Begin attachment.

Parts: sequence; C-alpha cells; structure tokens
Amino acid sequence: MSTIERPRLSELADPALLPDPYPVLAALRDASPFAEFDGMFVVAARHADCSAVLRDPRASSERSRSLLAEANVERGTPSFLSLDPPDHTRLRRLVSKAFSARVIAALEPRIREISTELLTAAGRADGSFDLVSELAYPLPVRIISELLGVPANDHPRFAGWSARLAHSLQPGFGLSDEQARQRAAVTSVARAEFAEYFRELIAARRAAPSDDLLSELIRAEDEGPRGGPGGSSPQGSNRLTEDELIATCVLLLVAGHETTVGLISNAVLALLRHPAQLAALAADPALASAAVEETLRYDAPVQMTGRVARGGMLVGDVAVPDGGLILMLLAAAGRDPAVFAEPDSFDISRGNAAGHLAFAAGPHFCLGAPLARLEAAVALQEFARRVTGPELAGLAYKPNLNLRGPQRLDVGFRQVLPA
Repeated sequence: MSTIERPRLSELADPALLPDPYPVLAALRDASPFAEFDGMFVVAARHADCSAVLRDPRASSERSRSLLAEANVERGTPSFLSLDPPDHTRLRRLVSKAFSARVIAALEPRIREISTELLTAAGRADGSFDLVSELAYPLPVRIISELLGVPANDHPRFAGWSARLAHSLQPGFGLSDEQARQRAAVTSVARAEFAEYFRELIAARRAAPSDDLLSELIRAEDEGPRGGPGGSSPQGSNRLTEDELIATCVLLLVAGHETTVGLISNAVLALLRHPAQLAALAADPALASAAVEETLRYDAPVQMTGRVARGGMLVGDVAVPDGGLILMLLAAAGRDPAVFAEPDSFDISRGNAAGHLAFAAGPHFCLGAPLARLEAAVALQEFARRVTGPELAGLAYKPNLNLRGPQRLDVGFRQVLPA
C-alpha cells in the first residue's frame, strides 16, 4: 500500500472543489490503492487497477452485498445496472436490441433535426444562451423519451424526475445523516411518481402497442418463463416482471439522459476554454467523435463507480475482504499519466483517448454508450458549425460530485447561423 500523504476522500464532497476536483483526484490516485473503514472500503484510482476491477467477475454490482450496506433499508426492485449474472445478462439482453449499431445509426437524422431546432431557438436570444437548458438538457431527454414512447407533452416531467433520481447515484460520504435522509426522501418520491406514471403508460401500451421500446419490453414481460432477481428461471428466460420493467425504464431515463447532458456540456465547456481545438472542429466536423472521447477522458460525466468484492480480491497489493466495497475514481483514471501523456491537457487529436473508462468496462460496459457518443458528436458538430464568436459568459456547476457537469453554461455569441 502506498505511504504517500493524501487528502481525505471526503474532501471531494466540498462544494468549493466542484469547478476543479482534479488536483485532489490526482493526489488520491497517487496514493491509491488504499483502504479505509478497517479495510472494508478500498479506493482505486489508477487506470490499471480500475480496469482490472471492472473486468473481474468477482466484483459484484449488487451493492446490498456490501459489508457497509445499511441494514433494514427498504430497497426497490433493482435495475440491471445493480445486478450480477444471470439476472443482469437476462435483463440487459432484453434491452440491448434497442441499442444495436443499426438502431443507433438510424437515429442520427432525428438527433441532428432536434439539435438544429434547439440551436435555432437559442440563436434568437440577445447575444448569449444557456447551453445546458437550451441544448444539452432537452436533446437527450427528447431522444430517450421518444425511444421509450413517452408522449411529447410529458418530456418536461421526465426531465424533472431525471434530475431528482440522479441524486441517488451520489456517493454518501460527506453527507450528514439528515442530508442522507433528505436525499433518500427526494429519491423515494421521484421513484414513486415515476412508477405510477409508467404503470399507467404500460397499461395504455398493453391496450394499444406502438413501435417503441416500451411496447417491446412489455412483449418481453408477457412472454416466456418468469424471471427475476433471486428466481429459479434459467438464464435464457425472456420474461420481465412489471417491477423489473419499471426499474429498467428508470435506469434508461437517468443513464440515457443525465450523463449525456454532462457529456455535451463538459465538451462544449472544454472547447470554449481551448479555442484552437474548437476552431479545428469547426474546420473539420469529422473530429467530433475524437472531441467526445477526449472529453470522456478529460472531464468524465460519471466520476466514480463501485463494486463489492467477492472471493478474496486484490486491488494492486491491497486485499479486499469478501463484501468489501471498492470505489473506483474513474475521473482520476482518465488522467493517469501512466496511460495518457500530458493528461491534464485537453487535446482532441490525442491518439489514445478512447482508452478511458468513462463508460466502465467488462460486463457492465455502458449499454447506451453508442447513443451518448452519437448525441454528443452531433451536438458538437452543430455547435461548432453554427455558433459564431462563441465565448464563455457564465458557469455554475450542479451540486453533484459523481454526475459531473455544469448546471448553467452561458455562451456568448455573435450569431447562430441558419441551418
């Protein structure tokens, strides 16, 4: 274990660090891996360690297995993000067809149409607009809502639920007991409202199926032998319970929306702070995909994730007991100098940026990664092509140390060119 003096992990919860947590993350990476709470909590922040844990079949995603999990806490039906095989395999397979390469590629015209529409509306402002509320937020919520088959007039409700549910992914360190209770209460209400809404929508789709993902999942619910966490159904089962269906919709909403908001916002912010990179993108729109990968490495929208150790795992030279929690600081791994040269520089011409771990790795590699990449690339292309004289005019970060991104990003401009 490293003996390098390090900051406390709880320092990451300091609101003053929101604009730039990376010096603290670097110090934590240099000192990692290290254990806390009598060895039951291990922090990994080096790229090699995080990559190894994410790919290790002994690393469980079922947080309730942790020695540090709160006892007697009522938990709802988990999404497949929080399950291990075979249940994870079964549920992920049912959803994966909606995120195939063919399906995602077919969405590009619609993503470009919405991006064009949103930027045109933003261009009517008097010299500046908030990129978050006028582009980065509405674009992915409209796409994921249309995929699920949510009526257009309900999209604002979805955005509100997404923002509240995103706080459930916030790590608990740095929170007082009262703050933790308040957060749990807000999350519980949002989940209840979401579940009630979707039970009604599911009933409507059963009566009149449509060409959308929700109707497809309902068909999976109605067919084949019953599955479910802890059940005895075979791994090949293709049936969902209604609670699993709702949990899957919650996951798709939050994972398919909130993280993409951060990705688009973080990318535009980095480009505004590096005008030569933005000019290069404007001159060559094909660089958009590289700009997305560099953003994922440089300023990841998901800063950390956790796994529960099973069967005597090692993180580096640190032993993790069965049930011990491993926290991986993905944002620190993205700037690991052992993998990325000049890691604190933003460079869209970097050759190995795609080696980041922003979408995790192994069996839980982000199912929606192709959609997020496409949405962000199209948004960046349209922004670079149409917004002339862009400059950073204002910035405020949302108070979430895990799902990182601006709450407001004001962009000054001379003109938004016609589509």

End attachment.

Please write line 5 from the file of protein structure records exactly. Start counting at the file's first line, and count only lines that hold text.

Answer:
């Protein structure tokens, strides 16, 4: 274990660090891996360690297995993000067809149409607009809502639920007991409202199926032998319970929306702070995909994730007991100098940026990664092509140390060119 003096992990919860947590993350990476709470909590922040844990079949995603999990806490039906095989395999397979390469590629015209529409509306402002509320937020919520088959007039409700549910992914360190209770209460209400809404929508789709993902999942619910966490159904089962269906919709909403908001916002912010990179993108729109990968490495929208150790795992030279929690600081791994040269520089011409771990790795590699990449690339292309004289005019970060991104990003401009 490293003996390098390090900051406390709880320092990451300091609101003053929101604009730039990376010096603290670097110090934590240099000192990692290290254990806390009598060895039951291990922090990994080096790229090699995080990559190894994410790919290790002994690393469980079922947080309730942790020695540090709160006892007697009522938990709802988990999404497949929080399950291990075979249940994870079964549920992920049912959803994966909606995120195939063919399906995602077919969405590009619609993503470009919405991006064009949103930027045109933003261009009517008097010299500046908030990129978050006028582009980065509405674009992915409209796409994921249309995929699920949510009526257009309900999209604002979805955005509100997404923002509240995103706080459930916030790590608990740095929170007082009262703050933790308040957060749990807000999350519980949002989940209840979401579940009630979707039970009604599911009933409507059963009566009149449509060409959308929700109707497809309902068909999976109605067919084949019953599955479910802890059940005895075979791994090949293709049936969902209604609670699993709702949990899957919650996951798709939050994972398919909130993280993409951060990705688009973080990318535009980095480009505004590096005008030569933005000019290069404007001159060559094909660089958009590289700009997305560099953003994922440089300023990841998901800063950390956790796994529960099973069967005597090692993180580096640190032993993790069965049930011990491993926290991986993905944002620190993205700037690991052992993998990325000049890691604190933003460079869209970097050759190995795609080696980041922003979408995790192994069996839980982000199912929606192709959609997020496409949405962000199209948004960046349209922004670079149409917004002339862009400059950073204002910035405020949302108070979430895990799902990182601006709450407001004001962009000054001379003109938004016609589509």